be reduced, or may be reduced, may be true. 
Last year it was found that the ferries were earn- 
ing considerably more than their running ex- 
penses, and a reduction of twenty per cent, might 
be made in the tolls. If it should be found, atter 
this act has become law, that there is still op- 
portunity for it to be done, 1 trust a reduction 
will be made in the tolls. Even such a conserva- 
tive man as Alderman Whidden, who has the 
reputation of not allowing a dollar, or even a 
cent, to go out ot the treasury if it can be helped, 
was in favor of the reduction, and said the 
ferries should be free It is further said, if 
this law should be passed by the Legislature, that 
the ferries will be free. It may be so. It will be a 
thing to be decided if the Legislature give the re- 
quired permission. It is not strictly before us at 
this moment. It is not a question that comes be- 
fore the Council now. Still. I do not shrink from 
the question. If the question ever comes before 
the Council, I trust the ferries will be made free. 
I think it is a matter of justice to the people of 
East Boston, and good policy for the city. Some 
years ago a charter was given to build a bridge 
"to East Boston, and it was not built because the 
merchants claimed it would interfere with the 
commerce of the city of Boston. Still, it must be 
evident if a bridge had been built, no matter at 
what expense, that the bridge would now be 
free, and we should be travelling over it without 
paying a cent of toll. It is against the policy of 
this age that tolls should be charged on any high-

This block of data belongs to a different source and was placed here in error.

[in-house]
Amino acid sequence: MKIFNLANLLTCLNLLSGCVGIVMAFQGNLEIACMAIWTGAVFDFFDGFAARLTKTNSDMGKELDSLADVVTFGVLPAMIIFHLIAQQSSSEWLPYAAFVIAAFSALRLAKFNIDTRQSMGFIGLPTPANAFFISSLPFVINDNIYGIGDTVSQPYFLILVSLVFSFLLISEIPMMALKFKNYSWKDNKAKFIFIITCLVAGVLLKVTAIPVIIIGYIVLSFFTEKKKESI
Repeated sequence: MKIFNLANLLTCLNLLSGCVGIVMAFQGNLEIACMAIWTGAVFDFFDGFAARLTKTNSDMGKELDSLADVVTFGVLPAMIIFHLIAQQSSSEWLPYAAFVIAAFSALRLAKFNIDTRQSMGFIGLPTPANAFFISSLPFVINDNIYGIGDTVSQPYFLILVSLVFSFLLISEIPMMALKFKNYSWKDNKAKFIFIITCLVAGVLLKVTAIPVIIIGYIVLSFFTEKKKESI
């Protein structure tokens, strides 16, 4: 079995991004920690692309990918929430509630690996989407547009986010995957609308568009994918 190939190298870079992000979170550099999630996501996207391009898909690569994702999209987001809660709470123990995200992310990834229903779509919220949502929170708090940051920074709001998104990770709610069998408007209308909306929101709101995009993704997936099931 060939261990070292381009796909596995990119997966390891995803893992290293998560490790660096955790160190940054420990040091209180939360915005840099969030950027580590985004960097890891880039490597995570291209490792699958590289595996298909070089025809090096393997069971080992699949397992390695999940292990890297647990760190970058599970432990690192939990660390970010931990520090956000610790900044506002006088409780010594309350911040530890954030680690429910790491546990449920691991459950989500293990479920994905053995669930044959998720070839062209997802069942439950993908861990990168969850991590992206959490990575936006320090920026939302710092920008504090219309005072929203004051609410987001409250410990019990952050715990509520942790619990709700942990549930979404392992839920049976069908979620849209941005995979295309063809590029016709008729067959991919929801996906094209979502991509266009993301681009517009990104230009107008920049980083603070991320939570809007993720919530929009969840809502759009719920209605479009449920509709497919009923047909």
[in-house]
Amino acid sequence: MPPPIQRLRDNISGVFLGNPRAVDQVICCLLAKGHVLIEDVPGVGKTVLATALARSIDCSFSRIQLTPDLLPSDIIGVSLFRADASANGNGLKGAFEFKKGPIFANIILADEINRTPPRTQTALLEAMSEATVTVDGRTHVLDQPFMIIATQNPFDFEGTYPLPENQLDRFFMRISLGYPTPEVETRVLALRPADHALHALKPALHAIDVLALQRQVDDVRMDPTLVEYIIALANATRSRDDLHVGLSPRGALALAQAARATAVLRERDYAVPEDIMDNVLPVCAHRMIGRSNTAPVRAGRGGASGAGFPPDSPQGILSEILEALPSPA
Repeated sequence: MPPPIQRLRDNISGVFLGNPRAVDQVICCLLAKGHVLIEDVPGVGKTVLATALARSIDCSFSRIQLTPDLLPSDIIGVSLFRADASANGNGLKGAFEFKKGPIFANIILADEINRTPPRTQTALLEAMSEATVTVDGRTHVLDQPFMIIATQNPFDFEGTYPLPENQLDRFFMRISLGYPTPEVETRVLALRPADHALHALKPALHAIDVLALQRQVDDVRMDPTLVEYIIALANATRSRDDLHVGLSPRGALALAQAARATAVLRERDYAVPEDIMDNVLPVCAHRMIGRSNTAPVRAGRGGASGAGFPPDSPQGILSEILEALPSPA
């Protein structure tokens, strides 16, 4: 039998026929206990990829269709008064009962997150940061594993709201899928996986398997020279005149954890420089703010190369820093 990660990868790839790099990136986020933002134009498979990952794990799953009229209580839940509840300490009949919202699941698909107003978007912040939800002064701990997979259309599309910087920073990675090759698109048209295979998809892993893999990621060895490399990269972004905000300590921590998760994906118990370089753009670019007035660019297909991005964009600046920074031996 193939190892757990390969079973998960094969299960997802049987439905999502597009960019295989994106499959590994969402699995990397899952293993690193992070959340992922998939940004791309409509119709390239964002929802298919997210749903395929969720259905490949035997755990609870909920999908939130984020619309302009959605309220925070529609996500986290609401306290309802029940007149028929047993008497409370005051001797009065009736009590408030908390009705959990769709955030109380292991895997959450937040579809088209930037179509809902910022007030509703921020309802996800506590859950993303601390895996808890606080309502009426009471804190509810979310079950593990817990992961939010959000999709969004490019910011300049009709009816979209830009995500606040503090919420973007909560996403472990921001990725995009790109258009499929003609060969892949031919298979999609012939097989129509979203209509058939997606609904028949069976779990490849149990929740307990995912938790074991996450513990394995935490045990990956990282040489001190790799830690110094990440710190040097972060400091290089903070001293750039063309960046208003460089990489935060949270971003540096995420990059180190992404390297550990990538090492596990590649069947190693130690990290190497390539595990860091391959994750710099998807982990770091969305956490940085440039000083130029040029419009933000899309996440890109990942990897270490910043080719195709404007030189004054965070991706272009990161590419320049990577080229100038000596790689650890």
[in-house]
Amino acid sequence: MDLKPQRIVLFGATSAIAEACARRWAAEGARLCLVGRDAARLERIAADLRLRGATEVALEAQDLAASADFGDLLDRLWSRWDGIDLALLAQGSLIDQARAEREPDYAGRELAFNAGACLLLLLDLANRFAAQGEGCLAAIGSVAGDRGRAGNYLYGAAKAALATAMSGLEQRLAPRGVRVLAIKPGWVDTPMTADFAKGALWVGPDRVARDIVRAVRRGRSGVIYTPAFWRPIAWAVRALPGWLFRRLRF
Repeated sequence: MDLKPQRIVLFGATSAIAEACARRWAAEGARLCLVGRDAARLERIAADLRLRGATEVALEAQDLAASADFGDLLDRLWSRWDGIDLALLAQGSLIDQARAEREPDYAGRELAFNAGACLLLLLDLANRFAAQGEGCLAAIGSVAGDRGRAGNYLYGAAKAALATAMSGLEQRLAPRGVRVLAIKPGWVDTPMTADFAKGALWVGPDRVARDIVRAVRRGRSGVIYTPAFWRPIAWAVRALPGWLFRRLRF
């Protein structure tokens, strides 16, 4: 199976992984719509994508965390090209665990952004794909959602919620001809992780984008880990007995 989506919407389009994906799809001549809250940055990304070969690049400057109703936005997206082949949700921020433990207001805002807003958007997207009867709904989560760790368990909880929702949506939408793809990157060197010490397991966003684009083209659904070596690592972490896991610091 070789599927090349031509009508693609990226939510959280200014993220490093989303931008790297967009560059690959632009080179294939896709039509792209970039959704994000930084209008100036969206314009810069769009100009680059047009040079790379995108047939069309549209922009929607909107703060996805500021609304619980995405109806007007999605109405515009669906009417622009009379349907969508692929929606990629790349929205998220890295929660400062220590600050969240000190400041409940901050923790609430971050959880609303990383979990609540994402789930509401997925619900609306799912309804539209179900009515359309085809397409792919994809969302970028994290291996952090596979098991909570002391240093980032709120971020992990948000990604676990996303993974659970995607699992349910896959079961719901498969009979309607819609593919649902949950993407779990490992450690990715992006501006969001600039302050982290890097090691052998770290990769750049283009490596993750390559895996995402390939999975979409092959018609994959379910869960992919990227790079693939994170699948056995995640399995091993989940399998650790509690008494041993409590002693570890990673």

way. Because the people of East Boston are suf- 
fering the inconvenience of the ferries, it certain- 
ly is fair that the burden should be distributed 
over the whole city, and not be borne by East 
Boston alone. I advocate this measure 
as a citizen of East Boston, in the first 
place, I believe it will be to our benefit. It will 
enhance the prosperity of that section of the city, 
and cause our vacant land to be occupied, and 
our dockyards to be once more alive; it will en- 
hance our real estate, and that benefit is certainly 
something. Further than that, I am in favor of 
this measure as a citizen of Boston. We are en- 
gaged in arace with other commercial ports for the 
commerce of this country. The numberof places 
through which this commerce may go, you may 
count on your fingers. There is the St, Law- 
rence, Portland, New York, Philadelphia, Balti- 
more and the Southern ports. The ports of the 
St. Lawrence are closed in winter, and Boston has 
certainly great natural advantages over the other 
ports. In the first place, it is a day's distance 
shorter to Europe. 

The President— Although I trust that the time 
for debate will not be lengthened, still I hope time 
will be given to the gentleman to finish his re- 
marks. His time has expired. 

On motion of Mr. Wolcott, the time of Mr. 
Shepard was extended. 

Mr. Shepard— I thank you for your kindness in 
allowing me to finish my observations. I know it 
is late and I am sorry to take up your time. I was 
endeavoring to show why we should ask the 
Legislaturefor such a law as this. It is the policy 
of the city of Boston to remove every obstruction 
to commerce. We are engaged in a race with